Objective : To identify the psychosocial experiences of diabetes, including negative accounts of diabetes and adaptive ways of coping from the perspective of the person with diabetes. Research design and methods: Participants were 8,596 adults (1,368 with type 1 diabetes and 7,228 with type 2 diabetes) in the second Diabetes Attitudes, Wishes and Needs (DAWN2) study. Qualitative data were responses to open-ended survey questions about successes, challenges, and wishes for improvement in living with diabetes and about impactful experiences. Emergent coding developed with multinational collaborators identified thematic content about psychosocial aspects. The k measure of interrater reliability was 0.72. RESULTS: Analysis identified two negative psychosocial themes: 1) anxiety/fear, worry about hypoglycemia and complications of diabetes, depression, and negative moods/hopelessness and 2) discrimination at work and public misunderstanding about diabetes. Two psychosocial themes demonstrated adaptive ways of coping with diabetes: 1) having a positive outlook and sense of resilience in the midst of having diabetes and 2) receiving psychosocial support through caring and compassionate family, friends, health care professionals, and other people with diabetes. Conclusions: The personal accounts give insight into the psychosocial experiences and coping strategies of people with diabetes and can inform efforts to meet those needs and capitalize on strengths.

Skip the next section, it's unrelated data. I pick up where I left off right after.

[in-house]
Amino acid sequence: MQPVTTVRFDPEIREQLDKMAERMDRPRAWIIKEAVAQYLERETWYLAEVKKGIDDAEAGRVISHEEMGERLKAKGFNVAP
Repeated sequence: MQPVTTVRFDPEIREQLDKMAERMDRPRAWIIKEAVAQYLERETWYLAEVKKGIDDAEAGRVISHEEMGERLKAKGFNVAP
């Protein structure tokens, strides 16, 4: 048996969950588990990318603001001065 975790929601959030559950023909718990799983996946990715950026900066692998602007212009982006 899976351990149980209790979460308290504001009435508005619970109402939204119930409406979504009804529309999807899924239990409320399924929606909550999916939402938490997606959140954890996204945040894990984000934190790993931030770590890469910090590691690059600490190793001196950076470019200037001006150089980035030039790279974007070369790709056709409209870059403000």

ASJC Scopus subject areas
- Internal Medicine
- Endocrinology, Diabetes and Metabolism
- Advanced and Specialized Nursing